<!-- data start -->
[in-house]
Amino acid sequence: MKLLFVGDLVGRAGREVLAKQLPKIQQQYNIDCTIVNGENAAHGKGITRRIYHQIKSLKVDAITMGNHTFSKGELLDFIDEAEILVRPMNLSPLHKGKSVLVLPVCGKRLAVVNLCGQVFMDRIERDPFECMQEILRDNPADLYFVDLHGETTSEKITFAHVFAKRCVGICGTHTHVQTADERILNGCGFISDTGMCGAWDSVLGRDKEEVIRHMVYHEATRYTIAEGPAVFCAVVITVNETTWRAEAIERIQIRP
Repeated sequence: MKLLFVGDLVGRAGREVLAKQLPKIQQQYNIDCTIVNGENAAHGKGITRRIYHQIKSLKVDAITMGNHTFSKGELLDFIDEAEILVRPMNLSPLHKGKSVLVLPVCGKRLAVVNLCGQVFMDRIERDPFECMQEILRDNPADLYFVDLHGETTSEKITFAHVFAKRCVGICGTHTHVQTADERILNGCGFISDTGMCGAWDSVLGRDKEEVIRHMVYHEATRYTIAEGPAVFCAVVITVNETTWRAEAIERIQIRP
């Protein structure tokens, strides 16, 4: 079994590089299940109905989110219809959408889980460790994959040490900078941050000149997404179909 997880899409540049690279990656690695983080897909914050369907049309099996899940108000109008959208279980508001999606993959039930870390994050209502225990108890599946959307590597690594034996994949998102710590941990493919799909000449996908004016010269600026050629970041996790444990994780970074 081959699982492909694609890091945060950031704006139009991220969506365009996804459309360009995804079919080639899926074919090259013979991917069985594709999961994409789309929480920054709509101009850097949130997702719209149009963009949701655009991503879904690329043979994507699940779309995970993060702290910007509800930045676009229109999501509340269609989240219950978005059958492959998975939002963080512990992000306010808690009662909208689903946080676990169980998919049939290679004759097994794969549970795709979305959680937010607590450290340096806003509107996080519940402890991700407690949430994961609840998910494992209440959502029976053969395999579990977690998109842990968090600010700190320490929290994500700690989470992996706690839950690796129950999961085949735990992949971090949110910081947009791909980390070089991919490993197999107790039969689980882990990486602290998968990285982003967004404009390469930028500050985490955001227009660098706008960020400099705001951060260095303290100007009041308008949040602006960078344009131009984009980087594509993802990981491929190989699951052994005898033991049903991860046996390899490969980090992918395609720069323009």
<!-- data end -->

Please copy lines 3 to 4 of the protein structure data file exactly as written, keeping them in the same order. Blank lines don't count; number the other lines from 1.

Repeated sequence: MKLLFVGDLVGRAGREVLAKQLPKIQQQYNIDCTIVNGENAAHGKGITRRIYHQIKSLKVDAITMGNHTFSKGELLDFIDEAEILVRPMNLSPLHKGKSVLVLPVCGKRLAVVNLCGQVFMDRIERDPFECMQEILRDNPADLYFVDLHGETTSEKITFAHVFAKRCVGICGTHTHVQTADERILNGCGFISDTGMCGAWDSVLGRDKEEVIRHMVYHEATRYTIAEGPAVFCAVVITVNETTWRAEAIERIQIRP
């Protein structure tokens, strides 16, 4: 079994590089299940109905989110219809959408889980460790994959040490900078941050000149997404179909 997880899409540049690279990656690695983080897909914050369907049309099996899940108000109008959208279980508001999606993959039930870390994050209502225990108890599946959307590597690594034996994949998102710590941990493919799909000449996908004016010269600026050629970041996790444990994780970074 081959699982492909694609890091945060950031704006139009991220969506365009996804459309360009995804079919080639899926074919090259013979991917069985594709999961994409789309929480920054709509101009850097949130997702719209149009963009949701655009991503879904690329043979994507699940779309995970993060702290910007509800930045676009229109999501509340269609989240219950978005059958492959998975939002963080512990992000306010808690009662909208689903946080676990169980998919049939290679004759097994794969549970795709979305959680937010607590450290340096806003509107996080519940402890991700407690949430994961609840998910494992209440959502029976053969395999579990977690998109842990968090600010700190320490929290994500700690989470992996706690839950690796129950999961085949735990992949971090949110910081947009791909980390070089991919490993197999107790039969689980882990990486602290998968990285982003967004404009390469930028500050985490955001227009660098706008960020400099705001951060260095303290100007009041308008949040602006960078344009131009984009980087594509993802990981491929190989699951052994005898033991049903991860046996390899490969980090992918395609720069323009």